Figure 6: Necrotic disseminated herpes zoster in occult chronic lymphatic leukaemia.

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   Erythema Multiforme (Em) After Herpes Zoster (Hz) Top

EM is commonly associated with herpes simplex virus infections. It is considered as a hypersensitivity reaction with polymorphous eruptions of macules, papules and targetoid lesions symmetrically distributed. In contrast, EM has rarely been observed after HZ. Weisman et al[26] reported on four patients with HZ with marked increase in VZV antibodies and development of bullous EM about 10-14 days after resolution of HZ. Another patient was reported from Kyoto, Japan, who developed EM after HZ treated successfully with aciclovir[27].

   Conclusions Top

HZ is a common disease caused by VZV. Although easily recognized by clinical features in the majority of cases, the clinical presentation is variable. The suspicion of HZ in such cases is of particular importance since early treatment is warranted i.e. within 72 h after onset of vesicular eruption[28].

Conflicts of Interest: None.

   References Top

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Pinchinat S, Cebrián-Cuenca AM, Bricout H, Johnson RW. Similar herpes zoster incidence across Europe: Results from a systematic literature review. BMC Infect Dis 2013; 13 : 170.  Back to cited text no. 3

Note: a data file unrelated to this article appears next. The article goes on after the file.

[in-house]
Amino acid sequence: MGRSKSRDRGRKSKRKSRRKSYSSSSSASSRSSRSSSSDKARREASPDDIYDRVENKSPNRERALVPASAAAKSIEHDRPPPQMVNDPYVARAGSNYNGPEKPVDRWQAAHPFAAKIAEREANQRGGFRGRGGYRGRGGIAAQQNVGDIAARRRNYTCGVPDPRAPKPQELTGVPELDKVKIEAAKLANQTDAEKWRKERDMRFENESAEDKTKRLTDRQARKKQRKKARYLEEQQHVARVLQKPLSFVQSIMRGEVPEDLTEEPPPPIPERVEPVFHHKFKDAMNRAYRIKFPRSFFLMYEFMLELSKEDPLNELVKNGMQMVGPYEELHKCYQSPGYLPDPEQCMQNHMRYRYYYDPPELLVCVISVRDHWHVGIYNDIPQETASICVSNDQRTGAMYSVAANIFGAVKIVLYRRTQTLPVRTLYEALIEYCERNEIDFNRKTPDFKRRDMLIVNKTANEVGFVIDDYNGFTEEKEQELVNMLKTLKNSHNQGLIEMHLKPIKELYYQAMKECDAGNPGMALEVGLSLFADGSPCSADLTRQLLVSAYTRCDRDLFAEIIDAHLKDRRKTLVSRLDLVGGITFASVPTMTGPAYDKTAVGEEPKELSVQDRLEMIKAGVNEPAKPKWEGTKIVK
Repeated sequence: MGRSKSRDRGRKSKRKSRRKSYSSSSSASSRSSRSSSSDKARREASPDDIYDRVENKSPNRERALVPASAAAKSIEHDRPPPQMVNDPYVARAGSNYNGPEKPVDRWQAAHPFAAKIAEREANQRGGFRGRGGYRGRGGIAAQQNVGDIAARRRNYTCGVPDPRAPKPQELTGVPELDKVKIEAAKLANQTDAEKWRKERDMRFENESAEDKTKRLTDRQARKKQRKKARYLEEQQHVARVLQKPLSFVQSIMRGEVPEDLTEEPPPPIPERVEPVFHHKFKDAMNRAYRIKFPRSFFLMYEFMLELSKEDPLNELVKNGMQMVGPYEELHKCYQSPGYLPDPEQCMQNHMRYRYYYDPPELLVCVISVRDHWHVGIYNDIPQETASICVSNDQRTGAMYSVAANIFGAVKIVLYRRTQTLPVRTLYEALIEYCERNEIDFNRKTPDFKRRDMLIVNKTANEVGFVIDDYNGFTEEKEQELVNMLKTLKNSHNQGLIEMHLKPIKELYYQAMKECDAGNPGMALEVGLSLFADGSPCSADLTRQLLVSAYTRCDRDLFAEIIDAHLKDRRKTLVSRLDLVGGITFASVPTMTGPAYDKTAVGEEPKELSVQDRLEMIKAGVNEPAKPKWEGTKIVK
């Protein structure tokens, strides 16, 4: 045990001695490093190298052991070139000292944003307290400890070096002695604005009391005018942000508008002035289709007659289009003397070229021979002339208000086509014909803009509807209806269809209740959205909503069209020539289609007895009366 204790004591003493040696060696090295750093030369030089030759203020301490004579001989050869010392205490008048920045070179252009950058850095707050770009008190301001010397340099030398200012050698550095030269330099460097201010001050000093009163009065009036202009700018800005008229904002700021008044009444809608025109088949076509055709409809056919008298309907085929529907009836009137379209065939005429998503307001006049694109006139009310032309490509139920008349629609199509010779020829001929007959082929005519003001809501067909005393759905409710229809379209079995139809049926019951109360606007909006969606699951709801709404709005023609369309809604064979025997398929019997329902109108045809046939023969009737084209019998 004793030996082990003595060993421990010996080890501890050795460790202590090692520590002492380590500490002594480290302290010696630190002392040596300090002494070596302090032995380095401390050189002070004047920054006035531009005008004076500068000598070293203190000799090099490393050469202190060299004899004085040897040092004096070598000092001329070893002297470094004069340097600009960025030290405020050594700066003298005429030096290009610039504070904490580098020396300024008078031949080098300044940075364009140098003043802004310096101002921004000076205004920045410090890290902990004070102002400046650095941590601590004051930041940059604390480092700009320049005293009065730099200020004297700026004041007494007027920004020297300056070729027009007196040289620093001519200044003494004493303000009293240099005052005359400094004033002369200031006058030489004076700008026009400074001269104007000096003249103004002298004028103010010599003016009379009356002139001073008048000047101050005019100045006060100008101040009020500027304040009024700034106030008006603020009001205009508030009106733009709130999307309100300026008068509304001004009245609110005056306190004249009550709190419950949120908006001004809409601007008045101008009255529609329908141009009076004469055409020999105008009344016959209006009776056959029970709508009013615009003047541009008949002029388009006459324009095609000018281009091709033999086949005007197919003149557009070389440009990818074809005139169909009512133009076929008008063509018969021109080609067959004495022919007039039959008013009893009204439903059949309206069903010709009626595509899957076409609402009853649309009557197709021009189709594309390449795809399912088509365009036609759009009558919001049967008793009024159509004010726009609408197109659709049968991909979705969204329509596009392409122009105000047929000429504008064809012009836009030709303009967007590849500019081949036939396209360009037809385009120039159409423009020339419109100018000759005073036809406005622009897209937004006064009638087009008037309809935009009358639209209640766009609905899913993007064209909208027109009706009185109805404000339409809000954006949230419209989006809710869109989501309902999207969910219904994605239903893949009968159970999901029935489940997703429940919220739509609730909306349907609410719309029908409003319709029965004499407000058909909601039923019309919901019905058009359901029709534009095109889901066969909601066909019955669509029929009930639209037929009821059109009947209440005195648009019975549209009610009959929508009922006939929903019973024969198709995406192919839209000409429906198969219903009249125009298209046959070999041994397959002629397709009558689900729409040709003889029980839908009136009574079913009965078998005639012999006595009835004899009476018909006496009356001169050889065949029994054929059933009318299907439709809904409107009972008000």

Ultsch B, Siedler A, Rieck T, Reinhold T, Krause G, Wichmann O. Herpes zoster in Germany: Quantifying the burden of disease. BMC Infect Dis 2011; 11 : 173.  Back to cited text no. 4
Patel LM, Lambert PJ, Gagna CE, Maghari A, Lambert WC. Cutaneous signs of systemic disease. Clin Dermatol 2011; 29 : 511-22.  Back to cited text no. 5
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Son JH, Chung BY, Kim HO, Cho HJ, Park CW. Herpes zoster duplex unilateralis: Two cases and brief literature review. Ann Dermatol 2016; 28 : 757-61.  Back to cited text no. 7
Verma SB, Wollina U. Herpes zoster in pregnancy leading to keloids and post herpetic neuralgia: A double whammy? Indian Dermatol Online J 2013; 4 : 158-9.  Back to cited text no. 8
Nagel MA, Gilden D. Developments in varicella zoster virus vasculopathy. Curr Neurol Neurosci Rep 2016; 16 : 12.  Back to cited text no. 9
Minassian C, Thomas SL, Smeeth L, Douglas I, Brauer R, Langan SM. Acute cardiovascular events after herpes zoster: A self-controlled case series analysis in vaccinated and unvaccinated older residents of the United States. PLoS Med 2015; 12 : e1001919.  Back to cited text no. 10
Wollina U, Schönlebe J. Segmental leukocytoclastic vasculitis in herpes zoster. Int J Dermatol 2012; 51 : 1351-2.  Back to cited text no. 11
Gilden D, Nagel MA. Varicella zoster virus triggers the immunopathology of giant cell arteritis. Curr Opin Rheumatol 2016; 28 : 376-82.  Back to cited text no. 12